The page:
Phil O'Sophical Silver badge

Re: How long until the new referendum will be called?

You just argued there were multiple leave options and not everyone who voted leave wanted the same thing. In fact, I doubt many had even considered the consequences; it was a non-binding vote and many took it as a general protest vote

I honestly doubt that, given the celebrations after it and the immediate collapse of UKIP which was then seen as "job done, now irrelevant". Those who voted leave did so because they wanted to leave, and I suspect most expected that leave to be basically "no deal" with some minor clarifications, followed after departure with new trade negotiations. The suggestion of a pre-leave divorce bill etc. certainly didn't go down well.

the one negotiated with the EU by such Leave politicians who were prepared to take on the job, let's note

Well, no. The Leave politicians weren't allowed to negotiate anything, they were overruled by remainers like May who forced them to either resign or negotiate an agreement that is essentially worse than either "remain" or "no deal".

"Given that there are really only a couple of leave options available to vote for then a second preference vote works fairly well."

True, that could be an option.

Phil O'Sophical Silver badge

Re: How long until the new referendum will be called?

I think the sensible people asking for another referendum are asking for one that really seeks to establish what people wan

But realistically you can't do that, because there would only be one possible "remain" option, the one decided by the EU which controls the terms of membership, yet multiple ways to leave. Give people a choice between, say, three types of "leave" and one of "remain" then obviously the "remain" option would get the highest number of votes, even if the total for the leave options still exceeded it. For many people I suspect that "kill off the EU, go back to the EEC" would be a preferred option, but clearly that isn't a choice that can be realistically offered by one country alone.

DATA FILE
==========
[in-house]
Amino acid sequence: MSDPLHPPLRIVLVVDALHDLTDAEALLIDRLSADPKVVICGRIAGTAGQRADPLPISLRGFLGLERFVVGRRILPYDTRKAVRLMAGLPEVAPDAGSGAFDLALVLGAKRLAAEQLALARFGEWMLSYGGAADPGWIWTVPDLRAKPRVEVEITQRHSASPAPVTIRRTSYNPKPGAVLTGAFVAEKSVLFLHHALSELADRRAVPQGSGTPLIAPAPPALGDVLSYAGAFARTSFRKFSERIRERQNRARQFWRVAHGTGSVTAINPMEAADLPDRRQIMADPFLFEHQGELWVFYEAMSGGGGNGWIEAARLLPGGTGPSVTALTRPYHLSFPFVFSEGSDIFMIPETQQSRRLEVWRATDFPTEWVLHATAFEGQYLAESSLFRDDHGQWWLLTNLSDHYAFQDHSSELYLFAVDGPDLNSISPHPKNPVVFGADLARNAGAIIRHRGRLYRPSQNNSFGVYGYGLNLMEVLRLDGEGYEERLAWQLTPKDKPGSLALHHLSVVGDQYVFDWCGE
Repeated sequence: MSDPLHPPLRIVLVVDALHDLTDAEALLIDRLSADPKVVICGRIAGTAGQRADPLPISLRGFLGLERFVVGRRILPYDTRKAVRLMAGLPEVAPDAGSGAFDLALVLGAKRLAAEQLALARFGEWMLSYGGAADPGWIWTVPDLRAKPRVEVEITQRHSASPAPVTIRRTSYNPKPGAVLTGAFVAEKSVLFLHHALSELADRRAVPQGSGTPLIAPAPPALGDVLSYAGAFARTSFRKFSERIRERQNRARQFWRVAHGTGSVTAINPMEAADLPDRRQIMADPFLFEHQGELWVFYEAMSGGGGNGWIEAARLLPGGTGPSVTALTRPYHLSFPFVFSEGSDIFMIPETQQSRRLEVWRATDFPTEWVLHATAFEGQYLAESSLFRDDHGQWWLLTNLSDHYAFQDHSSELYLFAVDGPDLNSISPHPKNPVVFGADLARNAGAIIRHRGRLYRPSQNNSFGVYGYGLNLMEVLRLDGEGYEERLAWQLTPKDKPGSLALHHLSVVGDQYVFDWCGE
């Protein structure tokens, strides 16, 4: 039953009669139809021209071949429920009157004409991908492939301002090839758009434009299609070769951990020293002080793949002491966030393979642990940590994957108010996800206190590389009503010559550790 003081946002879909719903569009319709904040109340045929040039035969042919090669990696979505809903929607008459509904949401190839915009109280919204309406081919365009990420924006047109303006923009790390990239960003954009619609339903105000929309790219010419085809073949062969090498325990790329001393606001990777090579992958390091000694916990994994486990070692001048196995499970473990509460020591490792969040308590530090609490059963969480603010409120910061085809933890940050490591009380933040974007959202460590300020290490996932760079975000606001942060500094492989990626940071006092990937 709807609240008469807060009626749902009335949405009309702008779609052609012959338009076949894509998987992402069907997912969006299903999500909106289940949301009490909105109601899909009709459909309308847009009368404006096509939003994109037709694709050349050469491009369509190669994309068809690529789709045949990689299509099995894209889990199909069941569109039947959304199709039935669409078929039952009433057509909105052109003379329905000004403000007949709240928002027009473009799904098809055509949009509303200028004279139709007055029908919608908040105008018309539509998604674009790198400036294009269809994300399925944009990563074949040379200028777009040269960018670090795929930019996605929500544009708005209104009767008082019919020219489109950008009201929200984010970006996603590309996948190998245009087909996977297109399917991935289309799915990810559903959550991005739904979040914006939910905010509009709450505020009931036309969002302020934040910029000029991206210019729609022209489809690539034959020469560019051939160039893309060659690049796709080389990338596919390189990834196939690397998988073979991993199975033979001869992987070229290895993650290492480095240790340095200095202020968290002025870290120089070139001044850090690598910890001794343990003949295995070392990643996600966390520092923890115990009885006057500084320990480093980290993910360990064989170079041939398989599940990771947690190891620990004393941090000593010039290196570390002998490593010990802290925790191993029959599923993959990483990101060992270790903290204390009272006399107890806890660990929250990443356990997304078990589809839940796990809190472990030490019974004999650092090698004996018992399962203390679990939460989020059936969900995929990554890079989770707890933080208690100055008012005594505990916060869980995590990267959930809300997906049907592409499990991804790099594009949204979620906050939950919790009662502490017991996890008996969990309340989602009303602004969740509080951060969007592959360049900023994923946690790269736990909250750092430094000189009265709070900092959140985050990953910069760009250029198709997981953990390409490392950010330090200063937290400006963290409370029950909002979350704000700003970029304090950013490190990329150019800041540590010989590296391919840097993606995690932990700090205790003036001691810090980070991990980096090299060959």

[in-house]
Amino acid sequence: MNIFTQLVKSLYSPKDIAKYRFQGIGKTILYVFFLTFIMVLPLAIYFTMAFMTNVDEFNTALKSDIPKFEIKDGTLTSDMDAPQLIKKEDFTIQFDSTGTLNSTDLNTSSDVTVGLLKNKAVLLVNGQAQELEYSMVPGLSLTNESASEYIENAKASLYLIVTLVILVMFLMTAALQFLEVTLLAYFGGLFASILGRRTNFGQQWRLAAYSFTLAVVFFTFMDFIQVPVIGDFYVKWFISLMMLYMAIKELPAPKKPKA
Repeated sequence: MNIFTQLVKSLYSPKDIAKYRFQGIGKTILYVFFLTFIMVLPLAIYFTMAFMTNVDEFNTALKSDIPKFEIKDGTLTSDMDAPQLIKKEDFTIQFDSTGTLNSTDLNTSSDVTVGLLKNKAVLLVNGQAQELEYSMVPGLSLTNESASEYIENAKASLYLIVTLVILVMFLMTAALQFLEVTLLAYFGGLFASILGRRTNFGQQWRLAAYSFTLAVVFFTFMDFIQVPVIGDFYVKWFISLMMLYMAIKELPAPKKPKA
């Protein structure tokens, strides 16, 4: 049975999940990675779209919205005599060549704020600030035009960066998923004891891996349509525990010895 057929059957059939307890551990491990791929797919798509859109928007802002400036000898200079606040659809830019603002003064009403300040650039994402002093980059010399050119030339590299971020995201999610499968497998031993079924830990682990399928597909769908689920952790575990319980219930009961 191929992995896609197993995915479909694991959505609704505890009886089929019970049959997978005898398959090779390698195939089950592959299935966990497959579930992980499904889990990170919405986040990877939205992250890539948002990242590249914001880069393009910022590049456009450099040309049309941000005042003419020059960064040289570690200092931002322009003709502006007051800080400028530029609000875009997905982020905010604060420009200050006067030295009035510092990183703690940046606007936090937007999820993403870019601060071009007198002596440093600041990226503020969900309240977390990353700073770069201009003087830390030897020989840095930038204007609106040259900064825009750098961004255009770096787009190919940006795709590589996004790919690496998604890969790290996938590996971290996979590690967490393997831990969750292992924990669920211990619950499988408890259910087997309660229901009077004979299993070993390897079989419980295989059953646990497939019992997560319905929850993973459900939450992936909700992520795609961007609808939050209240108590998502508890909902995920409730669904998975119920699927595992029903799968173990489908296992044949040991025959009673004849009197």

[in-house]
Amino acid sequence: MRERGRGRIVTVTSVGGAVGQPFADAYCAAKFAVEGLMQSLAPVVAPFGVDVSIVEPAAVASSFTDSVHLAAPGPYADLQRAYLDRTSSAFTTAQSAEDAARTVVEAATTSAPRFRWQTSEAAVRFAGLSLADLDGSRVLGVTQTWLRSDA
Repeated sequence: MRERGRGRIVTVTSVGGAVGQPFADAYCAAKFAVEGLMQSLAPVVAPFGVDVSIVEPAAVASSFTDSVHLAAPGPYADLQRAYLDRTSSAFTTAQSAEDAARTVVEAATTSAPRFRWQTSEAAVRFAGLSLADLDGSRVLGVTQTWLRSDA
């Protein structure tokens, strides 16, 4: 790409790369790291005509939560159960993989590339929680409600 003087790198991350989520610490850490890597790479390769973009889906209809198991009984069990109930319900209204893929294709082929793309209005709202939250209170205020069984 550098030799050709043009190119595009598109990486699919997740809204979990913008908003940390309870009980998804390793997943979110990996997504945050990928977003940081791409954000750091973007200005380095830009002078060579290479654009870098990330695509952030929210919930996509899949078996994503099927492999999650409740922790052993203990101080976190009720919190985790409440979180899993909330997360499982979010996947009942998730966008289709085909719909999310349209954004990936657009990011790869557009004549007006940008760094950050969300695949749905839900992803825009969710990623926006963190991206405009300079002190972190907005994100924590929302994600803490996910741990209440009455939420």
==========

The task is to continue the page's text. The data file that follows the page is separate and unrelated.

The black and white stay/go option was the only viable one.

Phil O'Sophical Silver badge

Re: Don't worry, it's only money

Have you given any thought on how much cost your ridiculous queen and her family?

Absolutely nothing. The Crown Estate provides ~ £330m income to the treasury each year, of which only £82m is paid to back the Royal household as a grant. We actually make a substantial profit from them, even before you consider intangibles like tourist income.

Phil O'Sophical Silver badge

Re: Don't worry, it's only money

I think one of the problems with the EU is that it's very real benefits founded on lasting peace

The peace was the result of the post-war economic stabilty of the common market, allowing neighbours to trade together while building trust. Ever since it was converted into the EU there has been a steady rise in nationalism and populism, to the point where the EU is becoming a leading cause of conflict (cf the Brexit arguments) within European countries. Free trade brings peace, empire-building politicians do not.

Immigration needs to be better managed but is not going to be stopped, short of surrounding Europe with barbed wire and machine guns

Very true, which is why immigration itself is not relevant to the debate.

What is relevant is the control of it, and controlling it on an EU-wide basis clearly isn't working. The Dublin agreement is largely ignored, the weaker countries can't police their own borders. The centralized solution is to attempt to manage the uncontrolled flow it by issuing quotas by diktat, which simply adds to the internal conflicts. Migration needs to be tackled at source, before people leave their homes, not after arrival in Europe when it's too late.

The UK is, and always has been, largely welcoming to true immigrants and asylum seekers. It's one of the most welcoming countries in Europe, and should continue to be so post-Brexit, but that has to be on its own terms.

Phil O'Sophical Silver badge

Re: Does anybody actually use a .eu ?